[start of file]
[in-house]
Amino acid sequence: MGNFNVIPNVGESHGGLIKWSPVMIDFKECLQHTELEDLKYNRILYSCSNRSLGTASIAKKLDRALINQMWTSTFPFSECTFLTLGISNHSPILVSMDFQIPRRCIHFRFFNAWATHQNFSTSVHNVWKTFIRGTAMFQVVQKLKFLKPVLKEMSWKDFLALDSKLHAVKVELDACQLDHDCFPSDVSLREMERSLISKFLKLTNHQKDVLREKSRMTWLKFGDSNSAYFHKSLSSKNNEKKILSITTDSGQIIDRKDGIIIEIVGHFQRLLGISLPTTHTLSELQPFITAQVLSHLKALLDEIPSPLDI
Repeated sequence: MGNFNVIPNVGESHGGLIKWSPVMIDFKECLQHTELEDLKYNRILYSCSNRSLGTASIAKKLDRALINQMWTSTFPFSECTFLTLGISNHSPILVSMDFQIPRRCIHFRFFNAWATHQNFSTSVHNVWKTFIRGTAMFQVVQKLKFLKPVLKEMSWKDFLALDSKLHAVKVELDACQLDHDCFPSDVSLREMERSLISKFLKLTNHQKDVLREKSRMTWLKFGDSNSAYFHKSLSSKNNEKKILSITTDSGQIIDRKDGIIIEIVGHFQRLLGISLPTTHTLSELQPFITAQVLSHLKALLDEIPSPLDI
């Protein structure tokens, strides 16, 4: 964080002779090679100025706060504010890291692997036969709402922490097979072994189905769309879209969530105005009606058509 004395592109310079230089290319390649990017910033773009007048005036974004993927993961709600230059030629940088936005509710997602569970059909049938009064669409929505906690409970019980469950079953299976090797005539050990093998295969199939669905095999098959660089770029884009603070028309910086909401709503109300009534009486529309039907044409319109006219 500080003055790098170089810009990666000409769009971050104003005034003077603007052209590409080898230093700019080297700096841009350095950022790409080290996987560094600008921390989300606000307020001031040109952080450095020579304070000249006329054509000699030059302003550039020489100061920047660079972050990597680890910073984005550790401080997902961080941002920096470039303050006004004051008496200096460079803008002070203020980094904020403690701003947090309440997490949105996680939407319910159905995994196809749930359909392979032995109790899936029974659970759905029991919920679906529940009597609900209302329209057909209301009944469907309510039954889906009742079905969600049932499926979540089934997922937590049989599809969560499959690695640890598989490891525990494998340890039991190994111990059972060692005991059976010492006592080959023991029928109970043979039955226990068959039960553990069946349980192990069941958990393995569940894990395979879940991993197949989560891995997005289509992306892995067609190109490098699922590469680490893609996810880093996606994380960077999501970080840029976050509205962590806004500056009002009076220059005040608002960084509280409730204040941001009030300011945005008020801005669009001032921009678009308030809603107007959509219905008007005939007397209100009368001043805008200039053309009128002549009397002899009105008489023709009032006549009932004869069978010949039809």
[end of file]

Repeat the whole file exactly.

[in-house]
Amino acid sequence: MGNFNVIPNVGESHGGLIKWSPVMIDFKECLQHTELEDLKYNRILYSCSNRSLGTASIAKKLDRALINQMWTSTFPFSECTFLTLGISNHSPILVSMDFQIPRRCIHFRFFNAWATHQNFSTSVHNVWKTFIRGTAMFQVVQKLKFLKPVLKEMSWKDFLALDSKLHAVKVELDACQLDHDCFPSDVSLREMERSLISKFLKLTNHQKDVLREKSRMTWLKFGDSNSAYFHKSLSSKNNEKKILSITTDSGQIIDRKDGIIIEIVGHFQRLLGISLPTTHTLSELQPFITAQVLSHLKALLDEIPSPLDI
Repeated sequence: MGNFNVIPNVGESHGGLIKWSPVMIDFKECLQHTELEDLKYNRILYSCSNRSLGTASIAKKLDRALINQMWTSTFPFSECTFLTLGISNHSPILVSMDFQIPRRCIHFRFFNAWATHQNFSTSVHNVWKTFIRGTAMFQVVQKLKFLKPVLKEMSWKDFLALDSKLHAVKVELDACQLDHDCFPSDVSLREMERSLISKFLKLTNHQKDVLREKSRMTWLKFGDSNSAYFHKSLSSKNNEKKILSITTDSGQIIDRKDGIIIEIVGHFQRLLGISLPTTHTLSELQPFITAQVLSHLKALLDEIPSPLDI
């Protein structure tokens, strides 16, 4: 964080002779090679100025706060504010890291692997036969709402922490097979072994189905769309879209969530105005009606058509 004395592109310079230089290319390649990017910033773009007048005036974004993927993961709600230059030629940088936005509710997602569970059909049938009064669409929505906690409970019980469950079953299976090797005539050990093998295969199939669905095999098959660089770029884009603070028309910086909401709503109300009534009486529309039907044409319109006219 500080003055790098170089810009990666000409769009971050104003005034003077603007052209590409080898230093700019080297700096841009350095950022790409080290996987560094600008921390989300606000307020001031040109952080450095020579304070000249006329054509000699030059302003550039020489100061920047660079972050990597680890910073984005550790401080997902961080941002920096470039303050006004004051008496200096460079803008002070203020980094904020403690701003947090309440997490949105996680939407319910159905995994196809749930359909392979032995109790899936029974659970759905029991919920679906529940009597609900209302329209057909209301009944469907309510039954889906009742079905969600049932499926979540089934997922937590049989599809969560499959690695640890598989490891525990494998340890039991190994111990059972060692005991059976010492006592080959023991029928109970043979039955226990068959039960553990069946349980192990069941958990393995569940894990395979879940991993197949989560891995997005289509992306892995067609190109490098699922590469680490893609996810880093996606994380960077999501970080840029976050509205962590806004500056009002009076220059005040608002960084509280409730204040941001009030300011945005008020801005669009001032921009678009308030809603107007959509219905008007005939007397209100009368001043805008200039053309009128002549009397002899009105008489023709009032006549009932004869069978010949039809």